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Bravo Company Manufacturing (BCM) RECCE-14 MCMR AR-15 Carbines: Tested

The BCM (Bravo Company Manufacturing) RECCE-14 MCMR AR-15 carbines are the preferred tools of the U.S. Navy SEALs for their professional-grade quality. The author gives one a test. 

Bravo Company Manufacturing (BCM) RECCE-14 MCMR AR-15 Carbines: Tested

(Mark Fingar photo)

There is no shortage of AR manufacturers. However, not all AR-15s are created equal, no matter how clever the marketing campaign. This truism is no different than with other tools, with some being standouts, causing professionals of the trade to seek them out. One company that makes the shortlist of brands considered by specialists is Bravo Company Manufacturing (BCM) of Hartland, Wisconsin.

According To BCM President Paul Buffoni, BCM products are in every corner of the globe with U.S. and allied personnel. And don’t count out the large number of state and local law enforcement departments. It’s little wonder why BCM ARs, such as the RECCE-14 MCMR reviewed here, feature consummate craftmanship along with uncompromising adherence to mil-spec standards — except when “mil-spec” can be improved on.

“We look at the rifles’ mission as a tool to save lives,” Buffoni said. “As such, the mechanical quality is the primary focus, and everything else is behind that.” That’s a solid dictum to follow.

Bravo Company Manufacturing (BCM) RECCE-14 MCMR AR-15 Carbines: Tested
(Mark Fingar photo)

Forward-Thinking RECCE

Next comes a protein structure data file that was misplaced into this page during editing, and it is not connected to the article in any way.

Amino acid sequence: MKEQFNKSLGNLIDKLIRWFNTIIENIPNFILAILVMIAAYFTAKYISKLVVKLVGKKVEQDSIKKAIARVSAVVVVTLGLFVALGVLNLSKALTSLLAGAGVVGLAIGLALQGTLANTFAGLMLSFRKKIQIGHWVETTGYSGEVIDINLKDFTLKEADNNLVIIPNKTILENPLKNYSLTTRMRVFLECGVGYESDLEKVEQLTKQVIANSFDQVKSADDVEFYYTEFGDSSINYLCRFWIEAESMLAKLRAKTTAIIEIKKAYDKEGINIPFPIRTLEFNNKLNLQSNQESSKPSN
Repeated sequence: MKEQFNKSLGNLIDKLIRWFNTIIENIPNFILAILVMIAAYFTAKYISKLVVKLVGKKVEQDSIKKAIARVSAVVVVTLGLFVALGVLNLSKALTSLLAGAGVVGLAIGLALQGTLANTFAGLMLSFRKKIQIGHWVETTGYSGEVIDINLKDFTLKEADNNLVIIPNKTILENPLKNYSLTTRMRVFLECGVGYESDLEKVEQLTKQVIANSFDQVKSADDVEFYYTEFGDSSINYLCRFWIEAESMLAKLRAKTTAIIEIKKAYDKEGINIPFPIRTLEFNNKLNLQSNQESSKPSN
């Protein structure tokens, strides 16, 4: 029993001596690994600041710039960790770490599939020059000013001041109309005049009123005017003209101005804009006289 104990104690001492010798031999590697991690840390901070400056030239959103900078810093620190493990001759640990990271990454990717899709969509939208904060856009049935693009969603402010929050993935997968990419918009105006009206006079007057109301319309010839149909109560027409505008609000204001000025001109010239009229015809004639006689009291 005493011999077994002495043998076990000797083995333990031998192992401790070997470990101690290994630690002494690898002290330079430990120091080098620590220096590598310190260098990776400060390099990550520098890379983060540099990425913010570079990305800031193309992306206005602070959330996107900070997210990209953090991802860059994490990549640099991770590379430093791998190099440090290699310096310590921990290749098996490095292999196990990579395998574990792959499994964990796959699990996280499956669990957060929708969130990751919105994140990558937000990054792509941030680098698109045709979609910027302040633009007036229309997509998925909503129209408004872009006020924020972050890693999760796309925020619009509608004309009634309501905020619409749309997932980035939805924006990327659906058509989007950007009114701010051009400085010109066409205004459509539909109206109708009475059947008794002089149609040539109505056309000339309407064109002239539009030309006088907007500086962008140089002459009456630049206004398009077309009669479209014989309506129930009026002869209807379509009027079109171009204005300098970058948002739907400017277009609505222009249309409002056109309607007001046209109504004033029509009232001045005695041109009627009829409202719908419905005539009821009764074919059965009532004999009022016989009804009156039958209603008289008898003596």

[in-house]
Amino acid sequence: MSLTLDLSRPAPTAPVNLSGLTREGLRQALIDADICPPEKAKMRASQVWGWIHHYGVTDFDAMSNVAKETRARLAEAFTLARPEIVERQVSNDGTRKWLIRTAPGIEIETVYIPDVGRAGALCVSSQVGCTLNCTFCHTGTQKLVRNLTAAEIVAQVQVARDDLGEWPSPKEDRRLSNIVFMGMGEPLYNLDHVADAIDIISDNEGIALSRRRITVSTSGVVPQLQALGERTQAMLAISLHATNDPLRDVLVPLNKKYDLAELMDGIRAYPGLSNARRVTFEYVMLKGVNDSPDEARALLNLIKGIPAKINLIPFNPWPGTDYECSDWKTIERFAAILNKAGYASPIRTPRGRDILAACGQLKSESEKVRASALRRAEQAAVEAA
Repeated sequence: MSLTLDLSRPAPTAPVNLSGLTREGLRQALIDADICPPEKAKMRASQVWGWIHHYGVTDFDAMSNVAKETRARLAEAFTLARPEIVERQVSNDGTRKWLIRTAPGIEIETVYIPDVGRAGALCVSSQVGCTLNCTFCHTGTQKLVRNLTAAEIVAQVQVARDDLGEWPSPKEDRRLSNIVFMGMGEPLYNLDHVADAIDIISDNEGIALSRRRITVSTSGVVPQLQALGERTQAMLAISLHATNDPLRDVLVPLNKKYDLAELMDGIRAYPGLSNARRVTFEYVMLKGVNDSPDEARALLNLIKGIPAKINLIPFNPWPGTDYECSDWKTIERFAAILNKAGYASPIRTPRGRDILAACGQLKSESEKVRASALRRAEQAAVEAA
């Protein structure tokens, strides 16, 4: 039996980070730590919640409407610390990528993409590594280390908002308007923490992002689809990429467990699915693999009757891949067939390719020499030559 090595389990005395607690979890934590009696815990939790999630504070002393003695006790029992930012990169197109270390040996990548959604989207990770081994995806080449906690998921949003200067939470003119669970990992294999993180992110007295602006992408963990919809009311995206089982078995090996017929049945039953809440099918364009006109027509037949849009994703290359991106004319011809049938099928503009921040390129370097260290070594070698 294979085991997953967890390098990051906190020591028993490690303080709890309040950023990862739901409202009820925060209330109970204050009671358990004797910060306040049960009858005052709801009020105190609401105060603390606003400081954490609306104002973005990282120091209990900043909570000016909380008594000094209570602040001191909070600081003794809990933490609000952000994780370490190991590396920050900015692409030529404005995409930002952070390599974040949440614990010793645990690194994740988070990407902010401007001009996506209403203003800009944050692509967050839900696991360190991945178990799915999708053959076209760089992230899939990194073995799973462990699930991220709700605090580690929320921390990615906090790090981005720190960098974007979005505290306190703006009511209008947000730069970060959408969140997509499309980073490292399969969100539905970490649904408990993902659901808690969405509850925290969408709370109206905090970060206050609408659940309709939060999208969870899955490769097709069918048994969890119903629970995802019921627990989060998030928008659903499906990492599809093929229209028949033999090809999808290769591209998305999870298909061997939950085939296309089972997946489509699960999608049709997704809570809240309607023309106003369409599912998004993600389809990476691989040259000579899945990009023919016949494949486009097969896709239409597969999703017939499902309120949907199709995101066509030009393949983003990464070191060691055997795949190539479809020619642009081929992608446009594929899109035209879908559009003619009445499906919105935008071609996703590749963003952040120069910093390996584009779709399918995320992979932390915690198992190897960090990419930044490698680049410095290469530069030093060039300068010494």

According to BCM, the first RECCE rifles were originally developed for the U.S. Navy SEALs to provide them with a lightweight modular carbine that had enhanced ballistic performance and utility over the issued M4. BCM features several RECCE rifle variations that are largely accurate representations of the originals, except where modifications are required by law or, as previously mentioned, when an attribute could be improved. With that in mind, let’s dissect one of these rifles — the RECCE-14 MCMR.


This carbine features BCM’s new MK2 upper receiver. It was designed to eliminate the shortcomings that resulted from the AR transition from carryhandle to flattop. Compared to a standard upper, the MK2 features a host of advantages that improve performance without increasing weight.


Buffoni stressed the importance of the rifle’s mechanical quality, which is apparent in the bolt carrier group (BCG). For instance, it is machined from mil-spec Carpenter 158 steel. Why? As Carpenter Technology’s website detailed, “Carpenter No. 158 is a chrome-nickel alloy steel with an analysis representing the best case-hardening steel known for parts subject to heavy shock and wear.” In short, it’s an ideal material for manufacturing the BCG. It is also shot-peened and receives high-pressure proof testing and a magnetic particle inspection (MPI). These procedures ensure that we’re getting top-quality components.

Matching the black, Parkerized carrier and key is the bolt, which has a black, tool-steel extractor with a BCM extractor spring. The BCM upgrade increases extractor tension and aids reliability on 14 1/2- and 16-inch carbines. Given that I experienced zero malfunctions during testing, who am I to argue? Otherwise, the bolt design will be familiar to any AR aficionado. The full-auto-profile carrier is chrome lined to increase durability, and the hardened, like-lined gas key is secured in place by staked Grade 8 fasteners.

Affixed to the upper receiver is a government-profile 141/2-inch barrel, or 16 inches when counting the welded-on BCMGunfighter Mod 1 compensator. Benefits of the compensator include reduced flash signature, muzzle rise, recoil and lateral pressure. The company also reports that the dual-action brake produces less noise than typical compensators. (The barrels are compatible with A2-style flash hiders, too.)